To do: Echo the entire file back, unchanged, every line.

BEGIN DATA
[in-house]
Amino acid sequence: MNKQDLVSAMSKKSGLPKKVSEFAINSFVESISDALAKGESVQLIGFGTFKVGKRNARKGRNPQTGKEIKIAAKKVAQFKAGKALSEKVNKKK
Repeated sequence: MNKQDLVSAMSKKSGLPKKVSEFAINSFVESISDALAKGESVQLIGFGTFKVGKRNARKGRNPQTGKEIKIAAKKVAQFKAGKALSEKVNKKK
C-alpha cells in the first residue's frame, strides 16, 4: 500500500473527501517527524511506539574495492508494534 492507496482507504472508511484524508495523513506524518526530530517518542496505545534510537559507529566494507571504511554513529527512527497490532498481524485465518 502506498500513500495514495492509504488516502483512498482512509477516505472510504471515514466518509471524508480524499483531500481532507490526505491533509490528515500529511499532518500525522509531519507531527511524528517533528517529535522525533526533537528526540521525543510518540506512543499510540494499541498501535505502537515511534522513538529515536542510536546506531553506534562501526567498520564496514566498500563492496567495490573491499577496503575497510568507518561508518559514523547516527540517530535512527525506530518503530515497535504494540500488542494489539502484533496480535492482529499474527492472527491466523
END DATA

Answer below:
[in-house]
Amino acid sequence: MNKQDLVSAMSKKSGLPKKVSEFAINSFVESISDALAKGESVQLIGFGTFKVGKRNARKGRNPQTGKEIKIAAKKVAQFKAGKALSEKVNKKK
Repeated sequence: MNKQDLVSAMSKKSGLPKKVSEFAINSFVESISDALAKGESVQLIGFGTFKVGKRNARKGRNPQTGKEIKIAAKKVAQFKAGKALSEKVNKKK
C-alpha cells in the first residue's frame, strides 16, 4: 500500500473527501517527524511506539574495492508494534 492507496482507504472508511484524508495523513506524518526530530517518542496505545534510537559507529566494507571504511554513529527512527497490532498481524485465518 502506498500513500495514495492509504488516502483512498482512509477516505472510504471515514466518509471524508480524499483531500481532507490526505491533509490528515500529511499532518500525522509531519507531527511524528517533528517529535522525533526533537528526540521525543510518540506512543499510540494499541498501535505502537515511534522513538529515536542510536546506531553506534562501526567498520564496514566498500563492496567495490573491499577496503575497510568507518561508518559514523547516527540517530535512527525506530518503530515497535504494540500488542494489539502484533496480535492482529499474527492472527491466523